"It's 'The 50 Hottest Nudes' and 'Playboy's Tanned and Topless,'" said Carol Perry.
Perry still cannot believe a subscription card from "Playboy Magazine" showed up in her mailbox, but the card was not for her. It was addressed to her daughter, Ashley.
"I'm only 10 years old, and they're already sending me stuff. It's not right," said Ashley Perry.
WRAL contacted "Playboy Magazine" to find out what happened. Communications Director Bill Farley said, like lots of publications, "Playboy Magazine" rents mailing lists from outside distributors.
Ashley has bought only two things through the mail, a toy from a cereal company and a magazine about Girl Scouts. Someone somewhere mistook Ashley for a potential customer.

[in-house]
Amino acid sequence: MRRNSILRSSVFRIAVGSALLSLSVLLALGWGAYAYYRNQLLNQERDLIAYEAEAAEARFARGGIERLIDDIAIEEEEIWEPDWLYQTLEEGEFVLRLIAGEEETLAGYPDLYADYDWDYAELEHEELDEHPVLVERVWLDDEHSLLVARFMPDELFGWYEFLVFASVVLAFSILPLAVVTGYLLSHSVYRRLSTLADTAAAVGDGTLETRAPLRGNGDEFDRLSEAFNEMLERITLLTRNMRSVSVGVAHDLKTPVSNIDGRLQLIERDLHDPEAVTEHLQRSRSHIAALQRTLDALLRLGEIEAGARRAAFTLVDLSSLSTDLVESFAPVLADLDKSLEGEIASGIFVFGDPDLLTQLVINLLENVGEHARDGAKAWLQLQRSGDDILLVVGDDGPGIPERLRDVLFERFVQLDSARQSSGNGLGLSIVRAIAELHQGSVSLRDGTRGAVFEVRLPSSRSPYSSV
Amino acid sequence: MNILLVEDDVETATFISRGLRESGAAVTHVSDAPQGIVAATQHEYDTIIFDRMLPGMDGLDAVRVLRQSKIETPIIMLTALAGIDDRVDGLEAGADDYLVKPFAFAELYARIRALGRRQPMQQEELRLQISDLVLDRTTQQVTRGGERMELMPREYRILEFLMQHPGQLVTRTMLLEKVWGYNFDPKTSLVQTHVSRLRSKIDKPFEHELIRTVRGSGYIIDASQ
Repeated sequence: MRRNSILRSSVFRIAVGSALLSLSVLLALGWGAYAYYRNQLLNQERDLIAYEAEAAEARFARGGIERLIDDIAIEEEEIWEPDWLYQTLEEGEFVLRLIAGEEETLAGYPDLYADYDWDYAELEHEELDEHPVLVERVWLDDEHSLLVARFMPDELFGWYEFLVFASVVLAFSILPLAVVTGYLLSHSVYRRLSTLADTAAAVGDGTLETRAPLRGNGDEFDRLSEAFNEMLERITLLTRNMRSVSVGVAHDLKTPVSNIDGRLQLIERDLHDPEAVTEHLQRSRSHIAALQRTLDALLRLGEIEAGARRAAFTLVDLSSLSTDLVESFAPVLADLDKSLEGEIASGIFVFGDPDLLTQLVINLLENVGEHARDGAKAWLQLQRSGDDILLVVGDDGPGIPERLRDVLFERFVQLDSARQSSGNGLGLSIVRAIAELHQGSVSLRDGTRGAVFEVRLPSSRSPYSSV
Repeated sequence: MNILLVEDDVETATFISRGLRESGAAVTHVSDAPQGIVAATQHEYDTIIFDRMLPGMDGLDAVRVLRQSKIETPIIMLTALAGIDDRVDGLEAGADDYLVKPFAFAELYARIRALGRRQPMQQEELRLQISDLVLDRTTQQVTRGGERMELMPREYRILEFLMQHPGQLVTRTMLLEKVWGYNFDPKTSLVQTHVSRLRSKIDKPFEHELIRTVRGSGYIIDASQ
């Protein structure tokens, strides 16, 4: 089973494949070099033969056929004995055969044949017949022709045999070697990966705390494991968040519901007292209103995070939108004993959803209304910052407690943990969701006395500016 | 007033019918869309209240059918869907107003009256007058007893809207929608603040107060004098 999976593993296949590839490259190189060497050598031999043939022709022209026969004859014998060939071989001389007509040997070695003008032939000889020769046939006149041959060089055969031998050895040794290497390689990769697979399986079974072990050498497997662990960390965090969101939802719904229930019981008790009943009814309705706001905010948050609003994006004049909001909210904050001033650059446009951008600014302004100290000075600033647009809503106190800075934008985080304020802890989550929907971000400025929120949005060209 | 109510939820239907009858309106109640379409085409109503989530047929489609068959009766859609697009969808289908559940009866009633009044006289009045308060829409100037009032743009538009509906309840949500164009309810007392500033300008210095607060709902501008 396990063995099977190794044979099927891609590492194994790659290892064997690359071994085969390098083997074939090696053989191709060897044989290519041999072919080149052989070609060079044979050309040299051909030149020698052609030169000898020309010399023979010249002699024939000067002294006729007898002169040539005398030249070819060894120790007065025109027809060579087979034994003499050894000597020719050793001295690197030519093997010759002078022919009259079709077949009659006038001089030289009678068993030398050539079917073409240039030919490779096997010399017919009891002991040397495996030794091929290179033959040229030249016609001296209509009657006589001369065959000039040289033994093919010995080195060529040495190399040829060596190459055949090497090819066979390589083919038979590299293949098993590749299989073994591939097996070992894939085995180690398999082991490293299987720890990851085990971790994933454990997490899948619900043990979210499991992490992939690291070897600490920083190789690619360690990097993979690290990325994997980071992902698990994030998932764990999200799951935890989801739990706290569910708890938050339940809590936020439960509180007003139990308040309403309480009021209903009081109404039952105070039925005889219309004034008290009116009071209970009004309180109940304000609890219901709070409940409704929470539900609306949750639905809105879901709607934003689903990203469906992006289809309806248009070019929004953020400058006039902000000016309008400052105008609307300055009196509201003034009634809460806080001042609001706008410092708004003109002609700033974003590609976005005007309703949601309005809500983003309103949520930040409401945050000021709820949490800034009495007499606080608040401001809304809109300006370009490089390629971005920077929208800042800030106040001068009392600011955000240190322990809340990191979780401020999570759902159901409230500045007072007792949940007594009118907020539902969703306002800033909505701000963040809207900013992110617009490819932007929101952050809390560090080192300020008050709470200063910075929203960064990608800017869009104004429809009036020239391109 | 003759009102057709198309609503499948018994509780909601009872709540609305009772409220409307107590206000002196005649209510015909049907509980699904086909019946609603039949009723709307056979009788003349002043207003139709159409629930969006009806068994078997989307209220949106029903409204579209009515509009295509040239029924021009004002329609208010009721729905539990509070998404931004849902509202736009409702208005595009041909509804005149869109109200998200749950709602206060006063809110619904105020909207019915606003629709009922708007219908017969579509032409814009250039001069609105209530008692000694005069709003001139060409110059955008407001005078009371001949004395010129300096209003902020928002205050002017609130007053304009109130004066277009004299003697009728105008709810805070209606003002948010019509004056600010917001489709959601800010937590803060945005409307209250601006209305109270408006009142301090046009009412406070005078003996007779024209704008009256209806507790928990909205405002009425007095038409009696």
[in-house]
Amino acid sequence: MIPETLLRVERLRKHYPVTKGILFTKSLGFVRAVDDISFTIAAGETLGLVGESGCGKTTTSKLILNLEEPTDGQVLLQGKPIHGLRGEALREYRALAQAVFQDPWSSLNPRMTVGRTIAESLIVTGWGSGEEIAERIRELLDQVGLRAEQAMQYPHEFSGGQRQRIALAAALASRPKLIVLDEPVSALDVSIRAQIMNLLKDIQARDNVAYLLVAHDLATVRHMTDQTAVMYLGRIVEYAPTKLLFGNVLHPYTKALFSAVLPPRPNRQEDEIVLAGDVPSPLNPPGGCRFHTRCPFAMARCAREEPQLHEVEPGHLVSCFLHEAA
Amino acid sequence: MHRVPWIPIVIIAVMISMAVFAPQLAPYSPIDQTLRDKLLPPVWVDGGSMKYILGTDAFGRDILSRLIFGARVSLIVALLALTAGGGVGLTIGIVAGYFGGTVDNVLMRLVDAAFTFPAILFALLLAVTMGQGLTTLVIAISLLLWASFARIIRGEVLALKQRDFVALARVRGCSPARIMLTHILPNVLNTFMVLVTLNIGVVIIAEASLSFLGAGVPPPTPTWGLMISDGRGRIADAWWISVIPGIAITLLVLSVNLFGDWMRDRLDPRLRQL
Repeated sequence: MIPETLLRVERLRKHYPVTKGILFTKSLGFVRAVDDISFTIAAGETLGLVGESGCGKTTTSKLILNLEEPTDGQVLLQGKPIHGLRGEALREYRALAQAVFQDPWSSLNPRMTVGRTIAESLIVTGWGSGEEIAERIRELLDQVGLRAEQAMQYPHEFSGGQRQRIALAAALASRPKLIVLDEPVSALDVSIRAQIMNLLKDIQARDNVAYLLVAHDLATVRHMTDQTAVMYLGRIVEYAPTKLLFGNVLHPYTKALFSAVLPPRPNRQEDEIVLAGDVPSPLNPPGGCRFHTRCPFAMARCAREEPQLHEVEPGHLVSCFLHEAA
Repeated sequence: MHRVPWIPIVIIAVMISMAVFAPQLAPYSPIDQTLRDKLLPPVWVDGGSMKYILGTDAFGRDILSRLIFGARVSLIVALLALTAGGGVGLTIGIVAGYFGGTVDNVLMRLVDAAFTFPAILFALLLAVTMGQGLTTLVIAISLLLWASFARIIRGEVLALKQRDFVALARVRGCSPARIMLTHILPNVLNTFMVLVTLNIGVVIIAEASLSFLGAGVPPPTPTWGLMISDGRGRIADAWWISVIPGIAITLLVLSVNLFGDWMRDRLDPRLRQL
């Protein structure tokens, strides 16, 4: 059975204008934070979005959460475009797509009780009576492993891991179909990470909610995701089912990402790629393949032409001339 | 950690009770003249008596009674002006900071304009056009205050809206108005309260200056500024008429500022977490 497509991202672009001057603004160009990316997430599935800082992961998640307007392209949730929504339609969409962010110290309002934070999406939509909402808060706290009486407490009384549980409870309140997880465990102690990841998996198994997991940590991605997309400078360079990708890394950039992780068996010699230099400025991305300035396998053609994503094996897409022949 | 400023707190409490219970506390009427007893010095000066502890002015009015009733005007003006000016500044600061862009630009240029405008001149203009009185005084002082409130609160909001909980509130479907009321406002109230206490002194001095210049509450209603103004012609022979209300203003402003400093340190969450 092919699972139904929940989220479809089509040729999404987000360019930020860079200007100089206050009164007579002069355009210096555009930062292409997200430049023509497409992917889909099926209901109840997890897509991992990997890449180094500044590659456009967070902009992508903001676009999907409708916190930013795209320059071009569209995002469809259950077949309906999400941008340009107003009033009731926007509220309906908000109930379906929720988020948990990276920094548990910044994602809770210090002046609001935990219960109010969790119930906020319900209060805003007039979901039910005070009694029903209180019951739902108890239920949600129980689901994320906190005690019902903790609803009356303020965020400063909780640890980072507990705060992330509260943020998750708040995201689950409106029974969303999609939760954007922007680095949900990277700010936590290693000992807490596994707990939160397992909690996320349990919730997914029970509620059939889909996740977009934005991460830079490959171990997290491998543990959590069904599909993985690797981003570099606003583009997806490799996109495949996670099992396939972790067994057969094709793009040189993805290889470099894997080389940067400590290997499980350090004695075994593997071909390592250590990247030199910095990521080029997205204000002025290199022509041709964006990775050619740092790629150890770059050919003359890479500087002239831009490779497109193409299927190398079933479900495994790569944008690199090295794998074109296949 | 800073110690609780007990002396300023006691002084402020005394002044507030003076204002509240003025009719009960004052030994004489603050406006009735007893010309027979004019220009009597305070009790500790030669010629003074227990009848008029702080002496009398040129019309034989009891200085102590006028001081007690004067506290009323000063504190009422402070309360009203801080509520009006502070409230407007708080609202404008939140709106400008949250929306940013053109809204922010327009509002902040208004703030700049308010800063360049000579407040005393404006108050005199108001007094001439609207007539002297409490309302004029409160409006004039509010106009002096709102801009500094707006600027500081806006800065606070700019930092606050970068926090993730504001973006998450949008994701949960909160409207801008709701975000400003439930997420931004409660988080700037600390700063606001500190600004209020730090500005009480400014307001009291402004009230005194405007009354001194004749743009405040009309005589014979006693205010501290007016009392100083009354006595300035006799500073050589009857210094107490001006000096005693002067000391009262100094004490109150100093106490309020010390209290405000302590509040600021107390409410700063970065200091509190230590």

"Any of the kids can go to the mailbox, and they see this card addressed to them. All they've got to do is put it in the mail, and they'll get two hot issues of "Playboy" at their house," said Carol Perry.
A written request to the major publishers can keep this from happening to you, but nothing can guarantee that junk mail will not show up at your door.
"I didn't think it was right for me to keep it anywhere or hide it anywhere, so I said 'Mom, take this thing or keep it away or whatever cause it's not right for me to have it,'" said Ashley Perry.
Perry's letter is in the mail, and she does not expect to see anything like this again.
You can limit your junk mail by sending a request in writing to: Mail Preference ServiceDirect Marketing AssociationPost Office Box 9008Farmington, New York, 11735
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